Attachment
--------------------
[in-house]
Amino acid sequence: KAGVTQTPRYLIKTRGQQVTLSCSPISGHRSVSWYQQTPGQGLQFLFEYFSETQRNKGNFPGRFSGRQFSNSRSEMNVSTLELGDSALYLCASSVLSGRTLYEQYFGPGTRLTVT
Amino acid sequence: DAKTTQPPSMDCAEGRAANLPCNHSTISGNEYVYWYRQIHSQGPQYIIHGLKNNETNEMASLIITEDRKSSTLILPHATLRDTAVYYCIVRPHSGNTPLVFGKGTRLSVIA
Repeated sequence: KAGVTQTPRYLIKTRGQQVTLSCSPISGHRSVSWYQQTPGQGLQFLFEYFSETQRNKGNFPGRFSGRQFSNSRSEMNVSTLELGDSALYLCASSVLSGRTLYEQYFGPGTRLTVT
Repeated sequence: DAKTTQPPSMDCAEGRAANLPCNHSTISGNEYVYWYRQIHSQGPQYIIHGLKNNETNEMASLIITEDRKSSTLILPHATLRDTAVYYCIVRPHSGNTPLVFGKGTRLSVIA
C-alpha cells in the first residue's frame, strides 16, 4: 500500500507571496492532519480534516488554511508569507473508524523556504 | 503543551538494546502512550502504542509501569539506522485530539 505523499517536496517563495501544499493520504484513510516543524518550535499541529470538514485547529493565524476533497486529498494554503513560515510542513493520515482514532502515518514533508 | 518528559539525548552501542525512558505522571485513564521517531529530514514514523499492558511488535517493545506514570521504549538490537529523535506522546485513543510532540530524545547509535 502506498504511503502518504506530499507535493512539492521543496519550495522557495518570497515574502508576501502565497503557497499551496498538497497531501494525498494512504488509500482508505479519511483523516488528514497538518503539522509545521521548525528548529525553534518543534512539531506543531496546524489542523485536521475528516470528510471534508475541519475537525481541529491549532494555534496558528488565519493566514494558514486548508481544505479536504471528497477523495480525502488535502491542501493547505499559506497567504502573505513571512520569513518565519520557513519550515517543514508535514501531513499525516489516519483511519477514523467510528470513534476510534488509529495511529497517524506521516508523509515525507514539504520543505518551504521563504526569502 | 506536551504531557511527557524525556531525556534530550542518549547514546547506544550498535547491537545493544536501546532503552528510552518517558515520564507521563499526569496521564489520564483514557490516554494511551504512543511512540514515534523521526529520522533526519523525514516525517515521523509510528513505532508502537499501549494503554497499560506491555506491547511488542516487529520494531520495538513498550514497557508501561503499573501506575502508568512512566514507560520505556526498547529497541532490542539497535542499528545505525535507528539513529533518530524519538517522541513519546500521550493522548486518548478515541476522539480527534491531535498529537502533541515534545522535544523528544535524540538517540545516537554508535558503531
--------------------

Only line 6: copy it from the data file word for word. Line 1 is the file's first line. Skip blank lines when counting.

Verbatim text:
C-alpha cells in the first residue's frame, strides 16, 4: 500500500507571496492532519480534516488554511508569507473508524523556504 | 503543551538494546502512550502504542509501569539506522485530539 505523499517536496517563495501544499493520504484513510516543524518550535499541529470538514485547529493565524476533497486529498494554503513560515510542513493520515482514532502515518514533508 | 518528559539525548552501542525512558505522571485513564521517531529530514514514523499492558511488535517493545506514570521504549538490537529523535506522546485513543510532540530524545547509535 502506498504511503502518504506530499507535493512539492521543496519550495522557495518570497515574502508576501502565497503557497499551496498538497497531501494525498494512504488509500482508505479519511483523516488528514497538518503539522509545521521548525528548529525553534518543534512539531506543531496546524489542523485536521475528516470528510471534508475541519475537525481541529491549532494555534496558528488565519493566514494558514486548508481544505479536504471528497477523495480525502488535502491542501493547505499559506497567504502573505513571512520569513518565519520557513519550515517543514508535514501531513499525516489516519483511519477514523467510528470513534476510534488509529495511529497517524506521516508523509515525507514539504520543505518551504521563504526569502 | 506536551504531557511527557524525556531525556534530550542518549547514546547506544550498535547491537545493544536501546532503552528510552518517558515520564507521563499526569496521564489520564483514557490516554494511551504512543511512540514515534523521526529520522533526519523525514516525517515521523509510528513505532508502537499501549494503554497499560506491555506491547511488542516487529520494531520495538513498550514497557508501561503499573501506575502508568512512566514507560520505556526498547529497541532490542539497535542499528545505525535507528539513529533518530524519538517522541513519546500521550493522548486518548478515541476522539480527534491531535498529537502533541515534545522535544523528544535524540538517540545516537554508535558503531